Although, in the 1880s, the British Army still advocated grenades for defence of fixed positions, it had effectively lost interest in them. However, in October 1904, the Chief Superintendent of Ordnance Factories was instructed by the War Office to design a new grenade in light of the grenades used in Manchuria. The decision to design a ‘modern’ hand grenade was but one in a series of decisions concerning trench warfare matériel taken by the War Office at the beginning of the twentieth century. Experience in South Africa had shown that such munitions were, indeed, necessary to an army in the field since entrenchments were an inescapable aspect of warfare. The British adopted several types of trench warfare device, including armoured trench shields in 1902 and wirebreakers in 1912. A wirebreaker was a device fixed to the muzzle of the service rifle for snapping single strands of barbed wire. Hand-operated wirecutters became standard equipment for the British Army in 1909. In the early 1900s, another new device, the periscope rifle or sniperscope, was proposed by an inventor called William Youlten. Although the British did not envisage becoming involved in siege operations, the attitude towards such devices was clearly changed by the Boer War and reinforced by what was seen in Manchuria. Nevertheless, the British considered shields, grenades and wirebreakers as unsuitable for the infantry. They were specialist munitions which needed to be handled by specialists, the Royal Engineers.
Armoured shields were no more new than body armour. Both had been in use for centuries and neither had completely vanished from the battlefield, despite the penetration characteristics of small-arms ammunition. Body armour was worn in the American Civil War, to not very great advantage it has to be said, largely because the manufacturers had no idea how to make bullet-proof armour. Ye t the notion that armour could protect against small-arms fire was persuasive enough to convince many Union soldiers that it was worth buying armour from one of the several private firms that were set up at the start of the war for the sole purpose of making and supplying armour. The firms stayed in business for about eighteen months after which time it became apparent that such armour was, in fact, useless and no defence against the Minié bullet. Armour had never completely disappeared from the battlefield although less of it was worn after the widespread use of firearms in the sixteenth century. Armourers attempted to make pistol-proof cuirasses and back plates, not always successfully as some surviving examples from the seventeenth century attest. Pistol-proof armour became so heavy by the time of the Thirty Years War (1618–48) that it was often discarded (three-quarters armour weighed 80–100lb). Siege engineers often wore heavy armour during the eighteenth century and even as late as the Franco-Prussian War of 1870–1.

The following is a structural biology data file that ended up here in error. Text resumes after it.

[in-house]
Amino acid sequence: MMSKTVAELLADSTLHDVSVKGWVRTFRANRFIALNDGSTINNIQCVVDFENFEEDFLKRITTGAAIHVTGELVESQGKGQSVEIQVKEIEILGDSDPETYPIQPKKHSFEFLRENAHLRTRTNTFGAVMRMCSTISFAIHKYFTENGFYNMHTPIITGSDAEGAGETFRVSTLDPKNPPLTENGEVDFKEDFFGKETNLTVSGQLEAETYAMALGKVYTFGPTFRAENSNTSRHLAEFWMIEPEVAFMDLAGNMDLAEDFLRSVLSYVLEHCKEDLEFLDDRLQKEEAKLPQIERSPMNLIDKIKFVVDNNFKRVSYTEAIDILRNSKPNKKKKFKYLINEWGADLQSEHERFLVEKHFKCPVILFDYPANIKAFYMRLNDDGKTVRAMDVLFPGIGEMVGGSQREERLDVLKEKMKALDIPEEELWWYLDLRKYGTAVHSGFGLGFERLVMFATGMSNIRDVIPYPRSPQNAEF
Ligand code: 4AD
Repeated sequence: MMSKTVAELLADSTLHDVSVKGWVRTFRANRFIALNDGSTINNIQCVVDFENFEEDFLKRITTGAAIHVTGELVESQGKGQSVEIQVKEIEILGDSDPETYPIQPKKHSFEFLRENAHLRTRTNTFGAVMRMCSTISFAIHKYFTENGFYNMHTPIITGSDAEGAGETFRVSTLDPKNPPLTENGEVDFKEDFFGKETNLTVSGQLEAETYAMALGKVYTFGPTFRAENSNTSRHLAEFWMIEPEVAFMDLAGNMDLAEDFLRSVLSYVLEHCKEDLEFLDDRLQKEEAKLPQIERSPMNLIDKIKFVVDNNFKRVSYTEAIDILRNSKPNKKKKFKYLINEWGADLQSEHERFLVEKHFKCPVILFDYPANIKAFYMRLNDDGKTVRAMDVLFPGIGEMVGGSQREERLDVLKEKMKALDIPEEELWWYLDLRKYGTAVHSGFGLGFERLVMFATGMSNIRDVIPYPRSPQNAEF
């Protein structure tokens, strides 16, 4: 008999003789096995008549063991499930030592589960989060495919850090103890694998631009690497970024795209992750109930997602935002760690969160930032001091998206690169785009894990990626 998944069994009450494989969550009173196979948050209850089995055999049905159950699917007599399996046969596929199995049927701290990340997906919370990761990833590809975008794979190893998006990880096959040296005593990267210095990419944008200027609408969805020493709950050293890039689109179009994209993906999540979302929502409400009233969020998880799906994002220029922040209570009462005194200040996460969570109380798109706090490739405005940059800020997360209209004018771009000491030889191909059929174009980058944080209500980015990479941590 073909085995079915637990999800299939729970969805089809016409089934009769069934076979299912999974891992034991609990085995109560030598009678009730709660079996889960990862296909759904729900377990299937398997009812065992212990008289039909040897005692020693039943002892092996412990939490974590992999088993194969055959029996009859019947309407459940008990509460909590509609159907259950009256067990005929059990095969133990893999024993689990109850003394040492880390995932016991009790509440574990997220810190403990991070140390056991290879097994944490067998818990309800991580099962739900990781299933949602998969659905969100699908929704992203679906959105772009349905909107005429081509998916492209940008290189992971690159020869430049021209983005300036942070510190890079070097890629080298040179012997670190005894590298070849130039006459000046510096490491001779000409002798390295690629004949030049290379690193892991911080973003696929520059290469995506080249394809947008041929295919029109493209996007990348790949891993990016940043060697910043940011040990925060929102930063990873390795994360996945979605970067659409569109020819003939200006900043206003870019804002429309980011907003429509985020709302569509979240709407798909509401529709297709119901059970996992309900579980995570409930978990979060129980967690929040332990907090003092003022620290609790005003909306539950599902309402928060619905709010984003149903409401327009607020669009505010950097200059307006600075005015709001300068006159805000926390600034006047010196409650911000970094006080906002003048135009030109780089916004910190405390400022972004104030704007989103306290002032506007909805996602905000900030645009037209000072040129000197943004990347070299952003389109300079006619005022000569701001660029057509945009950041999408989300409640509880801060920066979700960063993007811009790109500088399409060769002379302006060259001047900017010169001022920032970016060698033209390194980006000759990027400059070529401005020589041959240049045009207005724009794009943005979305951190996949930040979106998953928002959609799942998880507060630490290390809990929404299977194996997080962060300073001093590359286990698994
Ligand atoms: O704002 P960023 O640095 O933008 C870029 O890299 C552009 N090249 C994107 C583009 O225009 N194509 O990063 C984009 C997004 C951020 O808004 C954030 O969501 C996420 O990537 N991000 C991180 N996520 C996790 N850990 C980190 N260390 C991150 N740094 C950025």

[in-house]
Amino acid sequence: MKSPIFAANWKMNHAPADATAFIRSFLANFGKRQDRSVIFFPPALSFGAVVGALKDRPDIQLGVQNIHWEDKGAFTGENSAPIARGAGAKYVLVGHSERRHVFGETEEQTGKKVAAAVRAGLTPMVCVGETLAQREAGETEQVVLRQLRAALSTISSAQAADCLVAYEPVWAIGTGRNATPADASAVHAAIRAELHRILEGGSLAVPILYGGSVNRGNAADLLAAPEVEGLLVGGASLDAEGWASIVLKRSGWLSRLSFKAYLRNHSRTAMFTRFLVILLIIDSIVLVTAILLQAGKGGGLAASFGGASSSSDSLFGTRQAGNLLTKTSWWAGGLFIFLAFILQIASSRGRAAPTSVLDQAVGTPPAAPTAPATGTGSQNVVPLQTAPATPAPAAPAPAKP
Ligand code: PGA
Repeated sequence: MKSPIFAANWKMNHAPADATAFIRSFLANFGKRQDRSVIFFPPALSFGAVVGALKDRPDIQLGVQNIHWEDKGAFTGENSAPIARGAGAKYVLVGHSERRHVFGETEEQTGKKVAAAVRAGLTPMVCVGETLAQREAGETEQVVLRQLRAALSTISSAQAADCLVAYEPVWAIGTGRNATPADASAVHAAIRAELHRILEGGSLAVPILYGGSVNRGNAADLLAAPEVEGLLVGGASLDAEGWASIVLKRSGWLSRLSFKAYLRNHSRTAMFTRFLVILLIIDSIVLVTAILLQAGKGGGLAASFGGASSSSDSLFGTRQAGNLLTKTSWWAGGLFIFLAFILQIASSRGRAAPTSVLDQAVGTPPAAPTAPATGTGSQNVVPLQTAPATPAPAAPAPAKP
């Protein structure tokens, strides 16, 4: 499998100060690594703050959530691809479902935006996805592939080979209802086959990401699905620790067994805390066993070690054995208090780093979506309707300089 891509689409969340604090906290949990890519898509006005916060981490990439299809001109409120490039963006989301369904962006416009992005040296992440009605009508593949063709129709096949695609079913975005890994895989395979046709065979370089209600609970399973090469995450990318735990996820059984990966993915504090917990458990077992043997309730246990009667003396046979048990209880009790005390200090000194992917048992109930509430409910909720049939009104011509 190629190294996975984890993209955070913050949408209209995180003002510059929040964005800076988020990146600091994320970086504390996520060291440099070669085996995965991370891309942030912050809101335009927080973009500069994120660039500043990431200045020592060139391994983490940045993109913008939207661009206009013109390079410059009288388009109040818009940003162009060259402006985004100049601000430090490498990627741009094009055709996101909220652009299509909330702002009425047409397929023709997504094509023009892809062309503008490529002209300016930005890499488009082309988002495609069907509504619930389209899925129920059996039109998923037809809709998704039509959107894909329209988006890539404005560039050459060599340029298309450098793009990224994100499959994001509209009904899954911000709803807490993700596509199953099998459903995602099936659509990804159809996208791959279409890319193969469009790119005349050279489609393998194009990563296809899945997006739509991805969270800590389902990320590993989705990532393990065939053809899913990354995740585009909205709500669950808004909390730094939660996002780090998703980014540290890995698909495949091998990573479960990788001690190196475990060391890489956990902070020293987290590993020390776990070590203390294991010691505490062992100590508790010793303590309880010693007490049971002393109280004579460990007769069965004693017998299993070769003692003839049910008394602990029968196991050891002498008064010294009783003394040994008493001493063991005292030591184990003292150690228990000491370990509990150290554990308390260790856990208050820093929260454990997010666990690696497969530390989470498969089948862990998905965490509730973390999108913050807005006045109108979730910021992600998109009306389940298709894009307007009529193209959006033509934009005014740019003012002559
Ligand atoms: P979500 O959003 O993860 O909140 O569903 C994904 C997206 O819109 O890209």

The idea that armour could provide protection was very resistant to the contrary evidence. Some of the earliest British body armour patents date from 1896 and 1907. Crude helmets made locally were used by the British during the siege of Ladysmith in early 1900. Again, it was the Russo-Japanese War which stimulated serious interest in armour. Both the Japanese and the Russians wore cuirasses at Port Arthur and both sides made use of portable shields as well as trench shields to protect infantrymen. The difference between these armours and earlier examples was the effort that was put into addressing the problem of how to stop the penetration of high-velocity projectiles. Here were the seeds of a new technology which would eventually lead, via the First World War, to the modern composite armours of today. Although the Germans developed mobile shields for its infantry, which it subsequently used in the opening phases of the First World War, no other nation seems to have been inspired by the armours of the Russo-Japanese, unlike the grenade which fermented a great deal of interest.
Following the end of the Russo-Japanese War, Britain, France and Germany all took up the hand grenade with renewed interest. The British were the first to adopt a new grenade in 1908. The Germans did not adopt one until 1913, the Kugelhandgranate. The well-known ‘potato masher’ design of grenade did not appear until 1915. Whereas the Germans used time fuses fitted with friction lighters to overcome the difficulties associated with flames and glowing matches, the British became enamoured of percussion fuses. In this respect, the German device of 1913 was superior to the British grenade of 1908, the percussion fuse of which was always problematical.